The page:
Having identified the "cash advances" as the relevant specific liabilities, the Tribunal then sought to identify the relevant "operations and facilities" being carried on or provided and found that the relevant "operations" were the activities carried out by the operator, pursuant to the joint venture agreement, as agent for the joint venturers.


The Tribunal then focused its enquiry on whether the relevant operations and facilities being carried on or provided by the operator were "in connection with" exploration for petroleum in the eligible exploration or recovery area in relation to the project. Following the finding of the majority of the Full Federal Court in Esso (2012), at [98], the Tribunal found that this question is to be answered by reference to the objective circumstances in which the relevant liability was incurred (at the time the relevant liability was incurred), rather than upon any subjective "purpose" of the entity incurring the relevant liability.


The Tribunal agreed with the Taxpayer that the phrase "in connection with" is of potentially wide import but
found that it is not open to the Tribunal to conclude that all operations carried out up to the point when a commercial decision to proceed with a petroleum project (known in the industry as a Final Investment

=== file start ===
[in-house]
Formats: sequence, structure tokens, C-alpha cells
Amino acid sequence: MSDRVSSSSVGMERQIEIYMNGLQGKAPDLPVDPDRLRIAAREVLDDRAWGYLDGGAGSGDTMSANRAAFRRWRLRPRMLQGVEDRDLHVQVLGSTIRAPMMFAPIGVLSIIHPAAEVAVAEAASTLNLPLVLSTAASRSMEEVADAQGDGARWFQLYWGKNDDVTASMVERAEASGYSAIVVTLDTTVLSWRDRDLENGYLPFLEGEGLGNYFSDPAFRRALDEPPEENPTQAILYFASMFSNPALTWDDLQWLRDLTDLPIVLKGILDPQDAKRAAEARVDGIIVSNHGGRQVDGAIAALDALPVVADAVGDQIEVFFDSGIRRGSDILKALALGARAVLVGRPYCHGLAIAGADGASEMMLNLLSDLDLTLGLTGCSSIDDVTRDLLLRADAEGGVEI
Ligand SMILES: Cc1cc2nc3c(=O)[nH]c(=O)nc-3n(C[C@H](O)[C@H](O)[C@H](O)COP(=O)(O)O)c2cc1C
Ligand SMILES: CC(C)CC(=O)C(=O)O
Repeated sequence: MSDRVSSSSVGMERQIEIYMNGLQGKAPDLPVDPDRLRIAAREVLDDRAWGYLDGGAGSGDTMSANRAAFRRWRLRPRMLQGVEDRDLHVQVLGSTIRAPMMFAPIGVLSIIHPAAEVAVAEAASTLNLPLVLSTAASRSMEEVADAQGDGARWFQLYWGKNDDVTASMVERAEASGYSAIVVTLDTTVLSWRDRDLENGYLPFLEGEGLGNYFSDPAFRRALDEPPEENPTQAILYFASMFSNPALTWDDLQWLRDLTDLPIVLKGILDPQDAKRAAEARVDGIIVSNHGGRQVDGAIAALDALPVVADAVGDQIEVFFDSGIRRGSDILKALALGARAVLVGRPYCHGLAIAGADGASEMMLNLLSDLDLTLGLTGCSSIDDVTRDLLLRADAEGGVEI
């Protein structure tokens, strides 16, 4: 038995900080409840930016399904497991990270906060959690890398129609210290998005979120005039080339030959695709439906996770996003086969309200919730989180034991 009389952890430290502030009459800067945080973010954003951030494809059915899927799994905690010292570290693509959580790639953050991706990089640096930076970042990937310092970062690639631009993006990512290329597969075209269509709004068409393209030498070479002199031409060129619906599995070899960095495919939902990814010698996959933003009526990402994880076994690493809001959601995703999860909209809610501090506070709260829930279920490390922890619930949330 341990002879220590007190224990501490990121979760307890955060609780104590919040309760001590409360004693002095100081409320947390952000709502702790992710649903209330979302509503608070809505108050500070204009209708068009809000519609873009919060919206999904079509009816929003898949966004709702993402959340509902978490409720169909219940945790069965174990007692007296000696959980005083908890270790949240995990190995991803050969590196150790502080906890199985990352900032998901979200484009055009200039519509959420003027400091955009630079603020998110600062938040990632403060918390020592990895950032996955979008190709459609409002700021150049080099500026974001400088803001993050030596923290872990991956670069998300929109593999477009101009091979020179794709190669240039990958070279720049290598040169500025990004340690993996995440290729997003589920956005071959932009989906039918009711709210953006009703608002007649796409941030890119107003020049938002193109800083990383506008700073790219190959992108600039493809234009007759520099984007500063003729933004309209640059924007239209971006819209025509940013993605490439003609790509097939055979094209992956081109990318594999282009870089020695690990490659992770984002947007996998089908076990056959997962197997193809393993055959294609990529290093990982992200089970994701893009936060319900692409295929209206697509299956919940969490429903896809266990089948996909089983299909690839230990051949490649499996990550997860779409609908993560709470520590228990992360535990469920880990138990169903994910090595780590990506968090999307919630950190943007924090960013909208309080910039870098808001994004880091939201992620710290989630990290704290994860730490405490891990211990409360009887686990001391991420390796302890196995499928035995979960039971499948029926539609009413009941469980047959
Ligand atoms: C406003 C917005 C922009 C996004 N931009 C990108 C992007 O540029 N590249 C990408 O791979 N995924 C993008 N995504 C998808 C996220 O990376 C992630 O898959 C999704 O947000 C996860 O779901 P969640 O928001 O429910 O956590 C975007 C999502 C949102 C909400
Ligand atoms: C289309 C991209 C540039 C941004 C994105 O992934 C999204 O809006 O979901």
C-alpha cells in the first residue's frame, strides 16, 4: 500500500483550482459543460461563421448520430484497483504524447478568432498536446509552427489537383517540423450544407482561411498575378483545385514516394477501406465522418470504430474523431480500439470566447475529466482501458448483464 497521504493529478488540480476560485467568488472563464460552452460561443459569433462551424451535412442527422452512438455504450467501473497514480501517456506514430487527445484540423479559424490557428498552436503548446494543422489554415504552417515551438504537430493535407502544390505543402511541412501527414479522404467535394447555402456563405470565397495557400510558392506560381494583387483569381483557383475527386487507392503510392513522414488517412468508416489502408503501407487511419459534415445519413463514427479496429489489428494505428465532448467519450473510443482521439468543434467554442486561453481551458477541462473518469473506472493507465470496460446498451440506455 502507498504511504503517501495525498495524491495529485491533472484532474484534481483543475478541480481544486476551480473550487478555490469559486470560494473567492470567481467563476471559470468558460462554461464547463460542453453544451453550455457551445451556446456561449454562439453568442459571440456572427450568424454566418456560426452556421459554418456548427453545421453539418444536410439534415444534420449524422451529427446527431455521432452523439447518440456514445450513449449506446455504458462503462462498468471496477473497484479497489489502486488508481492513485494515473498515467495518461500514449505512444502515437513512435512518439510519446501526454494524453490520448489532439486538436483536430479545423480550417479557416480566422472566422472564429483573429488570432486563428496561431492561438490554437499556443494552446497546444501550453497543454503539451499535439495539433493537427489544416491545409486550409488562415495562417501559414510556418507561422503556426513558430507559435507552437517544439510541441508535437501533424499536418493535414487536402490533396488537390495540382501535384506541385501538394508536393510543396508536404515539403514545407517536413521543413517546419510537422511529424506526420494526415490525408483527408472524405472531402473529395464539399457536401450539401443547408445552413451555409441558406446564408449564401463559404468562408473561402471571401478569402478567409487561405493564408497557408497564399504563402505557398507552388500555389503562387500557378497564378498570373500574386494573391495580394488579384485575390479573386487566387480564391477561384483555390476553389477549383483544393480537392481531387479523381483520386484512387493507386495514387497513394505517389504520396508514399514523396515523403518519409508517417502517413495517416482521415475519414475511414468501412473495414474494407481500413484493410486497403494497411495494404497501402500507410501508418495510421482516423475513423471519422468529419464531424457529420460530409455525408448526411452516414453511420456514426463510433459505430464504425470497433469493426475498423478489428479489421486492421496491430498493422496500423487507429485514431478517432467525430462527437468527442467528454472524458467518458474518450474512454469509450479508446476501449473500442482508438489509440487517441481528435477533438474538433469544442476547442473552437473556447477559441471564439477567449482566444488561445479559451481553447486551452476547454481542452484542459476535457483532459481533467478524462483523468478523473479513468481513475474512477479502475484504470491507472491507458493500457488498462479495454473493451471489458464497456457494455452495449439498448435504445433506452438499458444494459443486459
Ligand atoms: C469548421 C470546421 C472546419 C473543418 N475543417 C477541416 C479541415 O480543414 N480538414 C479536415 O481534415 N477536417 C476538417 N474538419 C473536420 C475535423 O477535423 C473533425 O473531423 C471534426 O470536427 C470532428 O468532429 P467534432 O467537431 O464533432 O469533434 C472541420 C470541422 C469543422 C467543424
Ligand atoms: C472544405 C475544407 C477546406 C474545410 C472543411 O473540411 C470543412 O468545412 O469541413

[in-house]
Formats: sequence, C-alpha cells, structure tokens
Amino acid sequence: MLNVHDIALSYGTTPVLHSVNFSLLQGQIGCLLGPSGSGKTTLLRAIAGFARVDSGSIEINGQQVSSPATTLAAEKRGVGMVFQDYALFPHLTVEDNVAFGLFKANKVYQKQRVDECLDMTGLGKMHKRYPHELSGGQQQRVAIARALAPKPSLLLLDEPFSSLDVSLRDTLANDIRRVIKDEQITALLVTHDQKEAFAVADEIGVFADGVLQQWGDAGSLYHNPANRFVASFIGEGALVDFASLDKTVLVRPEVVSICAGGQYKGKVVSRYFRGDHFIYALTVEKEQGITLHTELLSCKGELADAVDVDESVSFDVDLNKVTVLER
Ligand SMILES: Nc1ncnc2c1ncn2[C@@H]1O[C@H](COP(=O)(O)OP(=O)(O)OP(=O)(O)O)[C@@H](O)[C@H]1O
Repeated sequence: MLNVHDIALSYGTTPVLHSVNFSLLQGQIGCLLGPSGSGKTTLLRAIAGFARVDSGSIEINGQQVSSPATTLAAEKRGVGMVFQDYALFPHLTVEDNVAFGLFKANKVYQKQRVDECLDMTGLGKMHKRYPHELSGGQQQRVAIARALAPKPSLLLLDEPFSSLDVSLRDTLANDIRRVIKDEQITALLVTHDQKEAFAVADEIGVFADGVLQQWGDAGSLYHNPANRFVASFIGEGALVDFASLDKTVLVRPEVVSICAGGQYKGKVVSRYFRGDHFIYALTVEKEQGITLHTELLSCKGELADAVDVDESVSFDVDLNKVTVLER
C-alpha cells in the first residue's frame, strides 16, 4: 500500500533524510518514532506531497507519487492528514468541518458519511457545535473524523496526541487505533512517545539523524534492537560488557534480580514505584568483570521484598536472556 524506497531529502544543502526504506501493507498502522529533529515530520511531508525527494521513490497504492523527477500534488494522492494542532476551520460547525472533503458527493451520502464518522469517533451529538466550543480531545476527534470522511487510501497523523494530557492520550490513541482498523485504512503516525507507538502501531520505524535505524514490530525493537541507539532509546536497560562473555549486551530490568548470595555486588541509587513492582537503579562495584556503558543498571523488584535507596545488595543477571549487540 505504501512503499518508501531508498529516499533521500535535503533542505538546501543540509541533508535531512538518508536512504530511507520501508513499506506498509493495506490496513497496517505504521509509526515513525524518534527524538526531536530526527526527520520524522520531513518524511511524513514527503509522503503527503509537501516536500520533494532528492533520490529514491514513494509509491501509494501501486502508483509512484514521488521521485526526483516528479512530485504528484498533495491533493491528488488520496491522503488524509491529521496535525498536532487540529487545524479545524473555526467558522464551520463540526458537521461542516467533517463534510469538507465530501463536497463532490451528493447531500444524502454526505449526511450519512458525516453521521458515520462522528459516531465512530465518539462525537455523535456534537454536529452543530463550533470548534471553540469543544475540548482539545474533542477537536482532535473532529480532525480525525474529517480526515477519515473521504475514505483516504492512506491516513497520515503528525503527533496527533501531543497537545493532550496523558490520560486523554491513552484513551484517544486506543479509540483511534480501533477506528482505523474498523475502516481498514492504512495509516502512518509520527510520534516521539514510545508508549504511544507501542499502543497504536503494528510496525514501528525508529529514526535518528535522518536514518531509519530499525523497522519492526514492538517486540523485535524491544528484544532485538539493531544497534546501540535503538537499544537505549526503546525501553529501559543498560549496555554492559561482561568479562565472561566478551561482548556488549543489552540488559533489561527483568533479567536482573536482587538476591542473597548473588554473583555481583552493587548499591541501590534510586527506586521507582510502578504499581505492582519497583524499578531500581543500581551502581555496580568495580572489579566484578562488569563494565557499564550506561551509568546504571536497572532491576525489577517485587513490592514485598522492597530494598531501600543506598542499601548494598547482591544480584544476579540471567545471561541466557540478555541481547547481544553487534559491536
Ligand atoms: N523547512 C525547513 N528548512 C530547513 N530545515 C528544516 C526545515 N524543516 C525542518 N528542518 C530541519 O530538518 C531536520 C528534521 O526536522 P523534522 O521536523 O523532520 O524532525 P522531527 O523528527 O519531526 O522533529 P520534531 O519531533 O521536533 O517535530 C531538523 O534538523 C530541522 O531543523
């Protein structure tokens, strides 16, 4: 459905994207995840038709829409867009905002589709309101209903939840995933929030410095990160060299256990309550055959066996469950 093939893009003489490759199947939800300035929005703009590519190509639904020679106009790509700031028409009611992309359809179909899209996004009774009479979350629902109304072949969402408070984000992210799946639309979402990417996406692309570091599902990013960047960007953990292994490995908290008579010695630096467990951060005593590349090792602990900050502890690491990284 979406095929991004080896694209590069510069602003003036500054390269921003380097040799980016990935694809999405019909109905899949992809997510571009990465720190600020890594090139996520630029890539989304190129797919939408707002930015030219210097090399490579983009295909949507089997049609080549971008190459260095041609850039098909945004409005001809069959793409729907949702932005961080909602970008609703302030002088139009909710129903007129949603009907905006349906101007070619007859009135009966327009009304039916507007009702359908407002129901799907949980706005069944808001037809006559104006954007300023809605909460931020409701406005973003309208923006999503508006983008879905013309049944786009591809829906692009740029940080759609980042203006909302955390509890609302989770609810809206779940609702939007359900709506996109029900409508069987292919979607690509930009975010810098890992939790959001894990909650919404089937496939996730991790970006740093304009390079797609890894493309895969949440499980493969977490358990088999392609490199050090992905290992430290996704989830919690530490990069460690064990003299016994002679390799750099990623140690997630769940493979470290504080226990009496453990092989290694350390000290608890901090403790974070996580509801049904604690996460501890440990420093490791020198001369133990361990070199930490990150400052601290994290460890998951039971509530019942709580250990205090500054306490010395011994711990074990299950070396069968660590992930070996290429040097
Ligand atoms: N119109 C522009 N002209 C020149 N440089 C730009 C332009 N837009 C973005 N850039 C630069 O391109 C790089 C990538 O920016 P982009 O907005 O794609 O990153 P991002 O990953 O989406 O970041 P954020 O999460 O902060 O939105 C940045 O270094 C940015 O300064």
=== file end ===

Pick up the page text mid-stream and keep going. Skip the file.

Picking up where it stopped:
Decision) was made is expenditure made "in connection with" exploration. Accordingly, not all the expenditure which the taxpayer was liable to pay in relation to those operations was deductible. In the Tribunal's view such an approach would be unacceptable as it would effectively substitute a particular commercial model for the words of this section.


In making that finding the Tribunal accepted the Commissioner's submission that in order for an operation to be in connection with exploration, the work done must be directed at benefiting, assisting, advantaging or facilitating the activity of exploration. In accepting such a criteria as a useful benchmark the Tribunal cautioned against the application of that criteria in substitution for the test as stated by the words enacted by the Parliament.